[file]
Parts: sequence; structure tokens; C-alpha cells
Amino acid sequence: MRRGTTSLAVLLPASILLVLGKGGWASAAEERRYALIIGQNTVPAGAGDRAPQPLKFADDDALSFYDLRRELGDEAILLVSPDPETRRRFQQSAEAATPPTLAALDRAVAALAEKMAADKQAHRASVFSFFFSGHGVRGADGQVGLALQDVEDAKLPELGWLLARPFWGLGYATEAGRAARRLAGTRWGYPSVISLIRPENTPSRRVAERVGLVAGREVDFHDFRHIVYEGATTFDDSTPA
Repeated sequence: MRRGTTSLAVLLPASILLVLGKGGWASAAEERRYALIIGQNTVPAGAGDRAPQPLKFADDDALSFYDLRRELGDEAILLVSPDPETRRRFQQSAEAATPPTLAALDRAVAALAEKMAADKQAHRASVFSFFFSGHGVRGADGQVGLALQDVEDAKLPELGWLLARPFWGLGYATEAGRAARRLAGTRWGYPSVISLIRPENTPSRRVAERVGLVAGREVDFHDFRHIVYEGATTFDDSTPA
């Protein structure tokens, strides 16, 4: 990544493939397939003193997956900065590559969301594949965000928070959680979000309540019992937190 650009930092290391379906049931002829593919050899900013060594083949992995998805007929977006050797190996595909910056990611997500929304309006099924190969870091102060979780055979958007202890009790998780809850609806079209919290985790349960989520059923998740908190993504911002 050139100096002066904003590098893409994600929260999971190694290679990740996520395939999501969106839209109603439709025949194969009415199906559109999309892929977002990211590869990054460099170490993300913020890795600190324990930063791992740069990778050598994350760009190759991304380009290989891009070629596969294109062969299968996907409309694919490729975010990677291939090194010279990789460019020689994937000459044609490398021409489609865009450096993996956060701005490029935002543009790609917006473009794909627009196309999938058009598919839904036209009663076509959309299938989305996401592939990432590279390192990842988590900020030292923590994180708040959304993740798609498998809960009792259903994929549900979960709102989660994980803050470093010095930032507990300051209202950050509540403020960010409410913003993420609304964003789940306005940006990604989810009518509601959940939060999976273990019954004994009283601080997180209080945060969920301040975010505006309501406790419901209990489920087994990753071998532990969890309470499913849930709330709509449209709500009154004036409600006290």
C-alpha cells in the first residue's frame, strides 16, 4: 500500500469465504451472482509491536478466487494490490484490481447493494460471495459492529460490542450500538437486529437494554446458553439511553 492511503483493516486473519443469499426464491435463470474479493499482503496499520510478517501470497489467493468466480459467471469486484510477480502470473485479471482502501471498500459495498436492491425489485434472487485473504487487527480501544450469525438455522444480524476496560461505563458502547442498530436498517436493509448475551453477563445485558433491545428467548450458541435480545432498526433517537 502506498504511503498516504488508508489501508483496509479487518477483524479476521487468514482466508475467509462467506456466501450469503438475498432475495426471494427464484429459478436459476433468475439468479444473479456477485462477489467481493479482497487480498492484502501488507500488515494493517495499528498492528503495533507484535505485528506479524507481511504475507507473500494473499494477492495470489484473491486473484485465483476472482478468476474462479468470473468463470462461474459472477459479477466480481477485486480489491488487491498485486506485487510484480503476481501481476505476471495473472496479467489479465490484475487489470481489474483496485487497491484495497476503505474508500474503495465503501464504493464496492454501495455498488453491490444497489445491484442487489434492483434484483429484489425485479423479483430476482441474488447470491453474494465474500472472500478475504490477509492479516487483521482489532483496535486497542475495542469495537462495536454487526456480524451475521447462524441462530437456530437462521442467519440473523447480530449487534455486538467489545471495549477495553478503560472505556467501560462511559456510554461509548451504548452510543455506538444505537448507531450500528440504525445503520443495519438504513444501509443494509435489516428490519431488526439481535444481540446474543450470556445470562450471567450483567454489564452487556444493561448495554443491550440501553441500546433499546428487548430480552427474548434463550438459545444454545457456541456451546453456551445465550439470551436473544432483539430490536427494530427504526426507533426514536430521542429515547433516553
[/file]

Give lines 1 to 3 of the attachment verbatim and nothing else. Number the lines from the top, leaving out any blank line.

Parts: sequence; structure tokens; C-alpha cells
Amino acid sequence: MRRGTTSLAVLLPASILLVLGKGGWASAAEERRYALIIGQNTVPAGAGDRAPQPLKFADDDALSFYDLRRELGDEAILLVSPDPETRRRFQQSAEAATPPTLAALDRAVAALAEKMAADKQAHRASVFSFFFSGHGVRGADGQVGLALQDVEDAKLPELGWLLARPFWGLGYATEAGRAARRLAGTRWGYPSVISLIRPENTPSRRVAERVGLVAGREVDFHDFRHIVYEGATTFDDSTPA
Repeated sequence: MRRGTTSLAVLLPASILLVLGKGGWASAAEERRYALIIGQNTVPAGAGDRAPQPLKFADDDALSFYDLRRELGDEAILLVSPDPETRRRFQQSAEAATPPTLAALDRAVAALAEKMAADKQAHRASVFSFFFSGHGVRGADGQVGLALQDVEDAKLPELGWLLARPFWGLGYATEAGRAARRLAGTRWGYPSVISLIRPENTPSRRVAERVGLVAGREVDFHDFRHIVYEGATTFDDSTPA